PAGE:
The Future of the Behavioral Health Workforce

by Patricia O. Urquiaga | Nov 04, 2019 | behavioralhealth, behavioralhealthjobs, behavioralhealthrecruiter, behavioralhealthrecruitment, behavioralhealthstaffing
The Future of the Behavioral Health Workforce

What is the future of the behavioral health workforce?

How are behavioral health providers planning, practicing and preparing to tackle the 44 million American adults who’ve been diagnosed with a mental health condition?

This is a question that has been floating around the healthcare industry for years – making behavioral health recruitment and behavioral health staffing a big challenge. But before addressing this question – first let’s understand the behavioral health workforce, its shortage and challenges, and positive outlook ahead. We will then provide 5 tips to improve your organizations behavioral health recruiting and retention strategies.

The Behavioral Health Workforce

The behavioral health workforce provides assistance and treatment to people having a difficult time managing their family, work, or their personal lives due to mental illness or substance disorders. Their work settings include prevention programs, community-based programs, inpatient treatment programs, primary care, emergency rooms, criminal justice systems, K-12 and/or higher education institutions and includes:

  • Psychiatrists
  • Psychologists
  • Social workers
  • Advanced practice psychiatric nurses
  • Marriage and family therapists
  • Certified prevention specialists
  • Addiction counselors
  • Mental health/professional counselors
  • Psychiatric rehabilitation specialists
  • Psychiatric aides and technicians
  • Paraprofessionals in psychiatric rehabilitation and addiction recovery fields (e.g., case managers, homeless outreach specialists, or parent aides)
  • Peer support specialists
  • Recovery coaches

Shortage and Challenges

According to the American Journal of Preventive Medicine, it is predicted that by 2025 behavioral health providers will be short of 250,000 workers.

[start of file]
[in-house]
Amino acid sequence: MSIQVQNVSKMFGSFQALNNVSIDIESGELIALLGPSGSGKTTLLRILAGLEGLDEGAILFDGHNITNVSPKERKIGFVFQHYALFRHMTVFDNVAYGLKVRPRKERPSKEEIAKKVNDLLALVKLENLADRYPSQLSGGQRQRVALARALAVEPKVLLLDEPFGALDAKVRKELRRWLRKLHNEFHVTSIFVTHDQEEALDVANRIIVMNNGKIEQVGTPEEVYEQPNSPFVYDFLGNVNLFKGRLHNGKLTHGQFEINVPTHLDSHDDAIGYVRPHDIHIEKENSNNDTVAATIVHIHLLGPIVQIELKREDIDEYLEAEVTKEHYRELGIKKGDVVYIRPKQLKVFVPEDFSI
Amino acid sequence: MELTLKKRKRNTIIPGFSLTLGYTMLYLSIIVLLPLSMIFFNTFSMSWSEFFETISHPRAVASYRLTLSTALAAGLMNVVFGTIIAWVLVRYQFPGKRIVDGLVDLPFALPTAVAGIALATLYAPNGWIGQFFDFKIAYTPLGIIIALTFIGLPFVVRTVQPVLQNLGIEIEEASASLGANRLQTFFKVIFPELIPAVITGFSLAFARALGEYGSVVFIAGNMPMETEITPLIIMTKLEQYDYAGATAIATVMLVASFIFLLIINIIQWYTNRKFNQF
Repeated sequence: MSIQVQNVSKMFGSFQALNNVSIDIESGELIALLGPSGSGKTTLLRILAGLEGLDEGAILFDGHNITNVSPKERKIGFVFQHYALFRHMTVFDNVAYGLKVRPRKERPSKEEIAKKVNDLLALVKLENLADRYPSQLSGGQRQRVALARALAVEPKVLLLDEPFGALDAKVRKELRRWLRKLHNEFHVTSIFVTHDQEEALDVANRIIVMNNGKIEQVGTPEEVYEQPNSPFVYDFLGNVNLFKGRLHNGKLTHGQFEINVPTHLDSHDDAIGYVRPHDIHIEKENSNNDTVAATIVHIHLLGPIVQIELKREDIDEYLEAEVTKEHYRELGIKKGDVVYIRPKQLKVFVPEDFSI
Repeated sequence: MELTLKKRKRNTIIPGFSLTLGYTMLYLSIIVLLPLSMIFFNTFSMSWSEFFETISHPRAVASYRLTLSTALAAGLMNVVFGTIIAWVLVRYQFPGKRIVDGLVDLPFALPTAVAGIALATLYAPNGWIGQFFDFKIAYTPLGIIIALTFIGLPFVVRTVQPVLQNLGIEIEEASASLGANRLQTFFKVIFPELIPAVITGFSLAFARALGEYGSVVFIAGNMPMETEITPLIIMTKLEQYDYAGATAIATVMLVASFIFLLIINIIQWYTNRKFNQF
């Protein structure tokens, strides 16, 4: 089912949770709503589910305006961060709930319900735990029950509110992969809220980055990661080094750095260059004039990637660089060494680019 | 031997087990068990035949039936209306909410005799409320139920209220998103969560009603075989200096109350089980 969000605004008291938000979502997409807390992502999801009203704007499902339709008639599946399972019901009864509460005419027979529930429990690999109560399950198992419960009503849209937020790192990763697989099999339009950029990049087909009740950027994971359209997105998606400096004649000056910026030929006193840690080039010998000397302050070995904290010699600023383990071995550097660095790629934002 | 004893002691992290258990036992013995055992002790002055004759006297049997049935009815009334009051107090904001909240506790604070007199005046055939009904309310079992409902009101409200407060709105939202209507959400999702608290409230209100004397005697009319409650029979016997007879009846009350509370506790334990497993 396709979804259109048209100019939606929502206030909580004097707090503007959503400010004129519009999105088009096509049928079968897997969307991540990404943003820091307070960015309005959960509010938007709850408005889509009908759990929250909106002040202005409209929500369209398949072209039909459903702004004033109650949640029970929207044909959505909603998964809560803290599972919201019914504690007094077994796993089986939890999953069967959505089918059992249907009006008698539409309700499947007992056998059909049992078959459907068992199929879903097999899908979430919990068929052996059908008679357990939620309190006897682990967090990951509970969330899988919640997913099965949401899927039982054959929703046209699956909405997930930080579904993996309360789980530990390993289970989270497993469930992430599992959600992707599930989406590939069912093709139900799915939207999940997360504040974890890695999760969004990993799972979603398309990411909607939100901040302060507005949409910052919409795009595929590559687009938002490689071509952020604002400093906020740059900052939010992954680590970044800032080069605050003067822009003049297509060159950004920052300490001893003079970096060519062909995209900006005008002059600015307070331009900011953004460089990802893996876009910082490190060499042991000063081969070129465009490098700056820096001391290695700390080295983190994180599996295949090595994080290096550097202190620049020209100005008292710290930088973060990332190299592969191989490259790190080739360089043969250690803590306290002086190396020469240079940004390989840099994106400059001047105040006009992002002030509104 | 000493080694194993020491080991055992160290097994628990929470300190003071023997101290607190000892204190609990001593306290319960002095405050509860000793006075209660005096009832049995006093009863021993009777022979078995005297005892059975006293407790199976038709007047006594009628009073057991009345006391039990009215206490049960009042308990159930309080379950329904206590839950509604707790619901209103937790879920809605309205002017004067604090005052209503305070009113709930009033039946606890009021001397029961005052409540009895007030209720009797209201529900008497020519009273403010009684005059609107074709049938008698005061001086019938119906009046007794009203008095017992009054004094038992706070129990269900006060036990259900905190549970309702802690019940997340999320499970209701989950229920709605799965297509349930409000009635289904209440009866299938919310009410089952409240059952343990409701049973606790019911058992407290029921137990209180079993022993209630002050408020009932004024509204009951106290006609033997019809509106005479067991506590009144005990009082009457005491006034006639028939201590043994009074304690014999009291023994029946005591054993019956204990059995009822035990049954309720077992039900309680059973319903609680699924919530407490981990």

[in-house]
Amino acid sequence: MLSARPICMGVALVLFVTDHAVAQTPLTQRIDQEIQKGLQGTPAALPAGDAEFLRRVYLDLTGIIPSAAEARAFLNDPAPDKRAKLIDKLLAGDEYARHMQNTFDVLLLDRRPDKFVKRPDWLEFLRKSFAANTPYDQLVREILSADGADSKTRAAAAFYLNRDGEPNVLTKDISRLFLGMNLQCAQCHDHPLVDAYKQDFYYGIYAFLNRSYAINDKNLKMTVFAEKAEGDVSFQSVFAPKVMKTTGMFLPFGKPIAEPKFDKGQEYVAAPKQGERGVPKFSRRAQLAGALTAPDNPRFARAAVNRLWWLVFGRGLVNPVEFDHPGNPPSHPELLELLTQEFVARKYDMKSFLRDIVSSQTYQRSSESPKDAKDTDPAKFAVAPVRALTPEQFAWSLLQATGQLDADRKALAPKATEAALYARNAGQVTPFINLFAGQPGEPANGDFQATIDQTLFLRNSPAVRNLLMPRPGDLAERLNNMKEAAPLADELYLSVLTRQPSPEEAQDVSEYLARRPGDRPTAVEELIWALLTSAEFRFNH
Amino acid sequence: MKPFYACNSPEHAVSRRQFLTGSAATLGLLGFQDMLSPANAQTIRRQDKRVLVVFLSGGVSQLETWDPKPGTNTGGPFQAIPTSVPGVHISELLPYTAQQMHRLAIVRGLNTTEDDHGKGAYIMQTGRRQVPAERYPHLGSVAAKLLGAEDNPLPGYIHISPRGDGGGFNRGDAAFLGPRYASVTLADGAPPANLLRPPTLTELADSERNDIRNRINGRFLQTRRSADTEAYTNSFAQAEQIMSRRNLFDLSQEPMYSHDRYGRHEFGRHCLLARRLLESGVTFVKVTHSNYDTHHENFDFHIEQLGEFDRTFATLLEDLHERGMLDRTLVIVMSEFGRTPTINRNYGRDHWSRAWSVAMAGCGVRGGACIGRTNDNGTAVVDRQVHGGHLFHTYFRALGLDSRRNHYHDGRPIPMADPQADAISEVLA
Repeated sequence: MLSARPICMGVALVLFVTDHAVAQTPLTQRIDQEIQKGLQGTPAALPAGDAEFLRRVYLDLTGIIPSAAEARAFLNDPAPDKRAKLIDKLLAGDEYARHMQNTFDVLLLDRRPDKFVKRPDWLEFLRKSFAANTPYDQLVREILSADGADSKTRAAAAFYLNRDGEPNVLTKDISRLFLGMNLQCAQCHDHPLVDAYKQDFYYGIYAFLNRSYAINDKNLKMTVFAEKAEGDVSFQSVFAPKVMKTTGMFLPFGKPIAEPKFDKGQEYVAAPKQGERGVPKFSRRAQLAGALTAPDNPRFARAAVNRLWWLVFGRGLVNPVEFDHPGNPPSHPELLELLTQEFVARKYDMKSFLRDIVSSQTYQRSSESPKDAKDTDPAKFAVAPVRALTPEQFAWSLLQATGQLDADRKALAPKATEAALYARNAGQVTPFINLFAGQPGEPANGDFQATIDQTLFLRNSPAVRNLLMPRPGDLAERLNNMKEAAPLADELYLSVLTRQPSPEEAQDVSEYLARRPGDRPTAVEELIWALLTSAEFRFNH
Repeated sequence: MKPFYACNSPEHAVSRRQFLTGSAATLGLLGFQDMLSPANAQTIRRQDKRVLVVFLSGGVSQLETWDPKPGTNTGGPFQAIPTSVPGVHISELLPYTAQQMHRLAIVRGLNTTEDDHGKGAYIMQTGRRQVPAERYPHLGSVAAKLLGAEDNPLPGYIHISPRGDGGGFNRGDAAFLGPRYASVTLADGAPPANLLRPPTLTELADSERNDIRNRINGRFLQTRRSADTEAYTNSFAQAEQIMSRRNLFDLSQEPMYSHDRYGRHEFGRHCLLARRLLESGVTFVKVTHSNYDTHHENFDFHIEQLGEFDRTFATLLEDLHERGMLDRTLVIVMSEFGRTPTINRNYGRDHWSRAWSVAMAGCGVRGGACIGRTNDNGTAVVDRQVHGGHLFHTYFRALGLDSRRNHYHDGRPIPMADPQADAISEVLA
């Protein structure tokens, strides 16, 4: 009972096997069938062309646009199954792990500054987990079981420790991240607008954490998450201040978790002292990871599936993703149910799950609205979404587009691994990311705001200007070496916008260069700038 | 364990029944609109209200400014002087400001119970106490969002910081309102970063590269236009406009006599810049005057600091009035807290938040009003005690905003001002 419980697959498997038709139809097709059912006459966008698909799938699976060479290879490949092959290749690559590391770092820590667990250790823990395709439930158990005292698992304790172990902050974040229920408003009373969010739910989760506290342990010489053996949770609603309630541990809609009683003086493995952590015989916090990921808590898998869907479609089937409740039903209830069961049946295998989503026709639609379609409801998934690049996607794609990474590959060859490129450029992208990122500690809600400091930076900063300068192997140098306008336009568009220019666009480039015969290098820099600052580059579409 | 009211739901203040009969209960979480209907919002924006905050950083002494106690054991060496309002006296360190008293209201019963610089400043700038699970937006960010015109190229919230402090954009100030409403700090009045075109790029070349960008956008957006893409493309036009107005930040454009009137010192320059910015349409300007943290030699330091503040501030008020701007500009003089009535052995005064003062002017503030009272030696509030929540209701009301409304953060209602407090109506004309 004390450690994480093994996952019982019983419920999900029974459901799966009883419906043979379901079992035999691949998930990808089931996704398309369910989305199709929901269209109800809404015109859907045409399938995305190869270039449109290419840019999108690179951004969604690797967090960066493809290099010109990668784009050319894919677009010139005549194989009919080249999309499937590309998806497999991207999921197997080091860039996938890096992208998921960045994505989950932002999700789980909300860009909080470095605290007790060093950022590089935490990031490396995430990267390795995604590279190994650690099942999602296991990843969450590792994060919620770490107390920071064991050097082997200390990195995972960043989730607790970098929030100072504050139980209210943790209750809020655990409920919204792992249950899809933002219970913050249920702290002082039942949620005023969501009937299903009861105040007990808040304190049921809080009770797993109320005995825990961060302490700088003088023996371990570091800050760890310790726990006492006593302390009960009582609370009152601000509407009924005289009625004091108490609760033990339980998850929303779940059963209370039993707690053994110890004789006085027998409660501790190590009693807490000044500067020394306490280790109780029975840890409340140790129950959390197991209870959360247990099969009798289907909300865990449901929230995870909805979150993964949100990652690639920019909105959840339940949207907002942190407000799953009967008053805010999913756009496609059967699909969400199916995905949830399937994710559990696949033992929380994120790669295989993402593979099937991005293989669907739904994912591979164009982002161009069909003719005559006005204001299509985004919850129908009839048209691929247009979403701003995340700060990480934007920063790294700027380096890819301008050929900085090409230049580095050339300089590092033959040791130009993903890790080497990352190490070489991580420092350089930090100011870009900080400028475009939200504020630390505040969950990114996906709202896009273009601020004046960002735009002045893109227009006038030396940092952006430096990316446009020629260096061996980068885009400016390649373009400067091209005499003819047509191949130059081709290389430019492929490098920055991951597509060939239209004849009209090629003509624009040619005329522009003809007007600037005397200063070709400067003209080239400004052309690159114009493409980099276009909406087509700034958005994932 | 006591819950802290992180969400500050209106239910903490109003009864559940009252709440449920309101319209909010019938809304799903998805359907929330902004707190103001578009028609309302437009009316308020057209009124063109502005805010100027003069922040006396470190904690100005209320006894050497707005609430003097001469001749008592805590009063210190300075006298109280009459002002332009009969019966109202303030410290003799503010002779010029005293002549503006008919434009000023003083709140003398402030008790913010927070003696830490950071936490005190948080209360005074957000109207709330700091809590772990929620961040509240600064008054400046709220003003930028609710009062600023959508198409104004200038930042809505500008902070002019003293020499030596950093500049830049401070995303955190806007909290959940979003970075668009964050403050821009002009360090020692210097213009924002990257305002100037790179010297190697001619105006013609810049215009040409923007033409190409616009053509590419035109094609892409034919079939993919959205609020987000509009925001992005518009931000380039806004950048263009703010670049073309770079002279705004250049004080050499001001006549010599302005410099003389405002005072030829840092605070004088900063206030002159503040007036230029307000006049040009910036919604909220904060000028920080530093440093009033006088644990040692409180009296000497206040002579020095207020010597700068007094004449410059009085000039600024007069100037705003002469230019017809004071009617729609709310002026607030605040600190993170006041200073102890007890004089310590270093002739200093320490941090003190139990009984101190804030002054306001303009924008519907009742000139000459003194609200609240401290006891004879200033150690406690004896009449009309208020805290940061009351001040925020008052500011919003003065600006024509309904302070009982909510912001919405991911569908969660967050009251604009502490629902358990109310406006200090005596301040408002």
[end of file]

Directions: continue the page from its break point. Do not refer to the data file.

Today’s highest concentration of behavioral health providers are located in affluent urban and suburban areas. Rural and underserved areas are facing behavioral health shortages and challenges due to:

  • Low wages and benefits
  • Heavy caseloads
  • Getting less reimbursements
  • Practicing psychiatrists being over the age of 55 and retiring
  • The stigma of professionals recovering from addiction and working with people who are in recovery

A Positive Outlook Ahead

Due to our nation’s behavioral health crisis, organizations like medical schools, teaching hospitals and other institutions are starting to address the shortage by:

  • Redefining the social workers curriculum to better train for real life work issues
  • Adding a psychiatry clinical rotation to give medical students hands-on experience with mental health patients
  • Recruiting “future” psychiatrists – in fact, from 2010 to 2015 new psychiatry residents grew by 5.3%
  • Opening residency slots to increase the number of behavioral health providers
  • Providing mentoring at all levels (whether a medical student or an existing behavioral health provider)
  • Training providers in telepsychiatry and telemedicine to give them access to:
    • Work from home (to decrease burnout)
    • Various patient populations
    • Use of videoconferencing for patient evaluations, medication management and therapy

Behavioral Health Recruiting and Retention Strategies

Despite the challenges faced by the behavioral health workforce, we can see the opportunities and ways organizations are coming together to overcome this crisis. Here are 5 tips to improve your organizations behavioral health recruiting and retention strategies: